Manners

Dear Mary: how do I stop our cousins’ dog peeing on the curtains?

Q. I have a friend whom I see quite often who keeps asking me if I will ‘get her invited’ for a weekend to the beautiful and luxurious country house of another friend. The country-house host is a long-standing friend and she barely knows the friend who wants to be invited. I wouldn’t dream of suggesting they invite her but am under constant pressure to do so. I am very fond of this first friend but am really embarrassed that she cannot see how pushy she is being and I don’t know how to get her to stop going on about this. What should I do? – F.G., Bath A. Next

Dear Mary: how should I thank a friend for dead flowers?

Q. I left fashion school last year and since then I’ve spent most of my time applying for jobs and being rejected. (That’s only if they’re kind enough to send a rejection – most simply ghost me.) I finally have a job (the company does fast fashion) but when I tell my friends, who are all recent graduates, they mostly say: ‘Well I’m happy if you’re happy but I could never work for such an unethical brand.’ How should I reply without sounding unethical myself? – C.P., London SW18 A. Next time you meet with this response you can test the naysayers’ pomposity by replying: ‘Oh that’s a shame. Because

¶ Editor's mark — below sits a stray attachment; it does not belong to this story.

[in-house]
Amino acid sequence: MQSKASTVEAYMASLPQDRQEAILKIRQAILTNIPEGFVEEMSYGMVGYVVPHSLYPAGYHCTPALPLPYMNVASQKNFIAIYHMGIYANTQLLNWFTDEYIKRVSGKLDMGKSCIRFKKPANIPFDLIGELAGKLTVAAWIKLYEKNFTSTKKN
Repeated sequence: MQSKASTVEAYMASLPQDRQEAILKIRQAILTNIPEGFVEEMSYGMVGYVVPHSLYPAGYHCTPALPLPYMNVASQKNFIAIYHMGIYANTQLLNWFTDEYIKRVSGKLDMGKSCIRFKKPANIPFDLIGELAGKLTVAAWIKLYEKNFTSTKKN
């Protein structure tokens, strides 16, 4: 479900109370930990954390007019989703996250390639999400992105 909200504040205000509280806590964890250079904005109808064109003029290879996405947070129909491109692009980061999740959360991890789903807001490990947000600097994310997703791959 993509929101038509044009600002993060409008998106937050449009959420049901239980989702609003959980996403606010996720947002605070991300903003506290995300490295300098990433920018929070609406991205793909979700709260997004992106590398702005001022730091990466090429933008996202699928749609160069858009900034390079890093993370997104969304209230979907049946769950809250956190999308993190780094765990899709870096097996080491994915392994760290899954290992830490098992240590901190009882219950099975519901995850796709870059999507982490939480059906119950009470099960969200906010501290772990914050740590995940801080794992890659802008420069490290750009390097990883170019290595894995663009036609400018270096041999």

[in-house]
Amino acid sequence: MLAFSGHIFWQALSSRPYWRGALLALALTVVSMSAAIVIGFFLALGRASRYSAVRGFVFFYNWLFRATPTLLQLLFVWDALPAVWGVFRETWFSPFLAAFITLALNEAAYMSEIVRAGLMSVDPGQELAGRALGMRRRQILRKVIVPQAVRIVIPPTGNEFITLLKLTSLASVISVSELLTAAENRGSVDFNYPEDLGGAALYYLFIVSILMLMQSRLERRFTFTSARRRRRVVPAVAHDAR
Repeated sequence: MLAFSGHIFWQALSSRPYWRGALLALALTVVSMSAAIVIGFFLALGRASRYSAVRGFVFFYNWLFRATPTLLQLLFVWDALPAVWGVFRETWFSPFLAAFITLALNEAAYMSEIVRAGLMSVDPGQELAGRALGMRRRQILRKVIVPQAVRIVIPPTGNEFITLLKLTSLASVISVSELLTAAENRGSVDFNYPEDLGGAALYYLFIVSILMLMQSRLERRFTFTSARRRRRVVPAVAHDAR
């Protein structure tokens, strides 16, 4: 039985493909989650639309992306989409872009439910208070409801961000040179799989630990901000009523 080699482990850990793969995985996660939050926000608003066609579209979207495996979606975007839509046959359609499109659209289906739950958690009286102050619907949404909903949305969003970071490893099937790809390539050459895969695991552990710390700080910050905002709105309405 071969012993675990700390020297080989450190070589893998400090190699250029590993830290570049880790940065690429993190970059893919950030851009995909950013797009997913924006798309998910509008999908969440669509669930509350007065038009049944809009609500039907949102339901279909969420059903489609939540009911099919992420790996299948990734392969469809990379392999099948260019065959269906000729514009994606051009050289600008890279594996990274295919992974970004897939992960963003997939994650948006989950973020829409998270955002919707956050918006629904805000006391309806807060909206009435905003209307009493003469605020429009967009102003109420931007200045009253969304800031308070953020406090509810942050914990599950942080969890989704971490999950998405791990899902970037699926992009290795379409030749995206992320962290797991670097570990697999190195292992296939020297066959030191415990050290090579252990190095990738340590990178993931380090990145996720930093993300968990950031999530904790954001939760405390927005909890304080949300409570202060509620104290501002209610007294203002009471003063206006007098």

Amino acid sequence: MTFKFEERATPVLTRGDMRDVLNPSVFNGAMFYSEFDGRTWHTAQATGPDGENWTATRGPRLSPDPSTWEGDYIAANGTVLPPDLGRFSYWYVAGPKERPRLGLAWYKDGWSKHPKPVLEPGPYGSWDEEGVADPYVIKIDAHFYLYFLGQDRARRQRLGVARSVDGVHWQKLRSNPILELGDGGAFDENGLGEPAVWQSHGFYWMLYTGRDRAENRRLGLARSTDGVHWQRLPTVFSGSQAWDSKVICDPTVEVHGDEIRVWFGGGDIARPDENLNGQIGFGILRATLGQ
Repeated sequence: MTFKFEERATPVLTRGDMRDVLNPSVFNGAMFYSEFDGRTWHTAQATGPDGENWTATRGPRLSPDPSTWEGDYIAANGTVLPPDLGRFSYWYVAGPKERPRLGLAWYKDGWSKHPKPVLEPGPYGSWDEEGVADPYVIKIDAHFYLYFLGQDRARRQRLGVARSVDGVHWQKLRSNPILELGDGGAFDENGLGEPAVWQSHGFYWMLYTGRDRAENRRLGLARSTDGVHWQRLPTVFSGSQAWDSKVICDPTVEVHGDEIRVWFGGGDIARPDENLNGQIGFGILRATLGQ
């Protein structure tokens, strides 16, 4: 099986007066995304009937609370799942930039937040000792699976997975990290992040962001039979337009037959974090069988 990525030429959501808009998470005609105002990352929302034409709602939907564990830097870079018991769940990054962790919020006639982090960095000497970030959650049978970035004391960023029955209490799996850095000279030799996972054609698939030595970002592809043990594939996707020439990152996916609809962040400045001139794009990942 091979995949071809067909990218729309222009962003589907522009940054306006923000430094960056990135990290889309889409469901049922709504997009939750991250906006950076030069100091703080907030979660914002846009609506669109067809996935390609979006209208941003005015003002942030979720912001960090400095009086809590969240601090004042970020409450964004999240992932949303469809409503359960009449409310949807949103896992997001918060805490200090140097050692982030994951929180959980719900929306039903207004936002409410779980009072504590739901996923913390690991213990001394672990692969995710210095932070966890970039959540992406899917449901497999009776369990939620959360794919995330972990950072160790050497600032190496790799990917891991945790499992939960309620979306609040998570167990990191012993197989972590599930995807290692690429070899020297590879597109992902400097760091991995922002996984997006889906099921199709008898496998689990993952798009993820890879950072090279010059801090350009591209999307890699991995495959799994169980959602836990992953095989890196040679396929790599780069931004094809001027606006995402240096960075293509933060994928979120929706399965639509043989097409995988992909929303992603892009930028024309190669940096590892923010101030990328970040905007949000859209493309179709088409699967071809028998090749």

Why do people make excuses for surly staff?

‘You grab that table, I’ll get the drinks.’ I did as bid. A couple of minutes later, Paul was back, beers in hand, and we started chatting. Soon the member of staff who’d served him appeared. She was stony-faced and holding a card machine. ‘You didn’t pay,’ she said. Paul looked confused for a second, then glanced down at the machine. ‘Oh, it didn’t go through?’ The staff member shook her head. Paul held out his card, she punched the numbers again, we all waited for the beep. Then she handed him his receipt and left. ‘Service with a smile,’ I said. He laughed. And then, a second or two

Dear Mary: what should I do if a fellow passenger is reading porn?